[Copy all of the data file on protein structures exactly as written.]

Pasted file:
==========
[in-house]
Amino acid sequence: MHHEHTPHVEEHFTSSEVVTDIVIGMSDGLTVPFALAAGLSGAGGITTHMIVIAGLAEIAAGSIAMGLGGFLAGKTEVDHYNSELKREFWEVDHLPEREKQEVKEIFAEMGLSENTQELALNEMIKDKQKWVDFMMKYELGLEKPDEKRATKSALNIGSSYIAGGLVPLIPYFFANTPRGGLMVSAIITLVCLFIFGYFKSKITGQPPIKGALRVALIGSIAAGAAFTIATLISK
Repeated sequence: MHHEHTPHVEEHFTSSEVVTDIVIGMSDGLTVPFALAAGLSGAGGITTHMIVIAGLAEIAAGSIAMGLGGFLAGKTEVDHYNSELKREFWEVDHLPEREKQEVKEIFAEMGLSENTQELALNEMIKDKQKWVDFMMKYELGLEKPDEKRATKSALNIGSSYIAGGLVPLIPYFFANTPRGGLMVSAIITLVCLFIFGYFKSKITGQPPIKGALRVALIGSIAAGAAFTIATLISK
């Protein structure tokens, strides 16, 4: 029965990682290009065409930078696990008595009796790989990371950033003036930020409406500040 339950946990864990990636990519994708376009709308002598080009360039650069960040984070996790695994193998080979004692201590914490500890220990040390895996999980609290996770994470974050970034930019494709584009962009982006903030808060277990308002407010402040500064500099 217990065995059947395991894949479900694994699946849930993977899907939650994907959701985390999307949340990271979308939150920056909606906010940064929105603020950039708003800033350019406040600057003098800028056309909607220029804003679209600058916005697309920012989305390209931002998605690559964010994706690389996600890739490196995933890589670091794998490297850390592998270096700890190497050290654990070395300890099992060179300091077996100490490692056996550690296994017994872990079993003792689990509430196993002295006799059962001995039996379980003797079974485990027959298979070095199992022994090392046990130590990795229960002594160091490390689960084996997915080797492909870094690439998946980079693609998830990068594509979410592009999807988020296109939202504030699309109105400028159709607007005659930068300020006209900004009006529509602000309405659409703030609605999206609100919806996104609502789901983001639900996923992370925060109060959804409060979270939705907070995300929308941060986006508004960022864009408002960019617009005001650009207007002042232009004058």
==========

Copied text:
[in-house]
Amino acid sequence: MHHEHTPHVEEHFTSSEVVTDIVIGMSDGLTVPFALAAGLSGAGGITTHMIVIAGLAEIAAGSIAMGLGGFLAGKTEVDHYNSELKREFWEVDHLPEREKQEVKEIFAEMGLSENTQELALNEMIKDKQKWVDFMMKYELGLEKPDEKRATKSALNIGSSYIAGGLVPLIPYFFANTPRGGLMVSAIITLVCLFIFGYFKSKITGQPPIKGALRVALIGSIAAGAAFTIATLISK
Repeated sequence: MHHEHTPHVEEHFTSSEVVTDIVIGMSDGLTVPFALAAGLSGAGGITTHMIVIAGLAEIAAGSIAMGLGGFLAGKTEVDHYNSELKREFWEVDHLPEREKQEVKEIFAEMGLSENTQELALNEMIKDKQKWVDFMMKYELGLEKPDEKRATKSALNIGSSYIAGGLVPLIPYFFANTPRGGLMVSAIITLVCLFIFGYFKSKITGQPPIKGALRVALIGSIAAGAAFTIATLISK
């Protein structure tokens, strides 16, 4: 029965990682290009065409930078696990008595009796790989990371950033003036930020409406500040 339950946990864990990636990519994708376009709308002598080009360039650069960040984070996790695994193998080979004692201590914490500890220990040390895996999980609290996770994470974050970034930019494709584009962009982006903030808060277990308002407010402040500064500099 217990065995059947395991894949479900694994699946849930993977899907939650994907959701985390999307949340990271979308939150920056909606906010940064929105603020950039708003800033350019406040600057003098800028056309909607220029804003679209600058916005697309920012989305390209931002998605690559964010994706690389996600890739490196995933890589670091794998490297850390592998270096700890190497050290654990070395300890099992060179300091077996100490490692056996550690296994017994872990079993003792689990509430196993002295006799059962001995039996379980003797079974485990027959298979070095199992022994090392046990130590990795229960002594160091490390689960084996997915080797492909870094690439998946980079693609998830990068594509979410592009999807988020296109939202504030699309109105400028159709607007005659930068300020006209900004009006529509602000309405659409703030609605999206609100919806996104609502789901983001639900996923992370925060109060959804409060979270939705907070995300929308941060986006508004960022864009408002960019617009005001650009207007002042232009004058």